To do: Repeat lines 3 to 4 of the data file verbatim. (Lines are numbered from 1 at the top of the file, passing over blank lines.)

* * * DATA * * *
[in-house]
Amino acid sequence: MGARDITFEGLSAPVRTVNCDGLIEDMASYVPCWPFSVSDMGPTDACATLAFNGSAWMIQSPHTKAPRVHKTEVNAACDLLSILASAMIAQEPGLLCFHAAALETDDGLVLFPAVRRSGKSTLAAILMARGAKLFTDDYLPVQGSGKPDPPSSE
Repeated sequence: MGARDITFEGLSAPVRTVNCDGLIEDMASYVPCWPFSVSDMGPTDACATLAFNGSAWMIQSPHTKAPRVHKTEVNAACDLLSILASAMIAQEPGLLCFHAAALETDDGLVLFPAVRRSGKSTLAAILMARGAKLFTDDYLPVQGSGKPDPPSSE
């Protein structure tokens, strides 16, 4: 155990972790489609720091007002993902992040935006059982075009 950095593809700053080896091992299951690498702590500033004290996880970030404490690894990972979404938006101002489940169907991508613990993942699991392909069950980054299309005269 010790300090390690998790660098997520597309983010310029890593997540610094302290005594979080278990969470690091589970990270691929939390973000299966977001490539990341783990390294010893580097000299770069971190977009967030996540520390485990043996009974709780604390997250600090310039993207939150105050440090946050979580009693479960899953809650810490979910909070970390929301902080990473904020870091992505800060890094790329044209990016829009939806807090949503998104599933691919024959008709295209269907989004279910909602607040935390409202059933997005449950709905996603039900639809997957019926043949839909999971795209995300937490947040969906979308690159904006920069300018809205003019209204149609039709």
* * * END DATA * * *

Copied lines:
Repeated sequence: MGARDITFEGLSAPVRTVNCDGLIEDMASYVPCWPFSVSDMGPTDACATLAFNGSAWMIQSPHTKAPRVHKTEVNAACDLLSILASAMIAQEPGLLCFHAAALETDDGLVLFPAVRRSGKSTLAAILMARGAKLFTDDYLPVQGSGKPDPPSSE
């Protein structure tokens, strides 16, 4: 155990972790489609720091007002993902992040935006059982075009 950095593809700053080896091992299951690498702590500033004290996880970030404490690894990972979404938006101002489940169907991508613990993942699991392909069950980054299309005269 010790300090390690998790660098997520597309983010310029890593997540610094302290005594979080278990969470690091589970990270691929939390973000299966977001490539990341783990390294010893580097000299770069971190977009967030996540520390485990043996009974709780604390997250600090310039993207939150105050440090946050979580009693479960899953809650810490979910909070970390929301902080990473904020870091992505800060890094790329044209990016829009939806807090949503998104599933691919024959008709295209269907989004279910909602607040935390409202059933997005449950709905996603039900639809997957019926043949839909999971795209995300937490947040969906979308690159904006920069300018809205003019209204149609039709």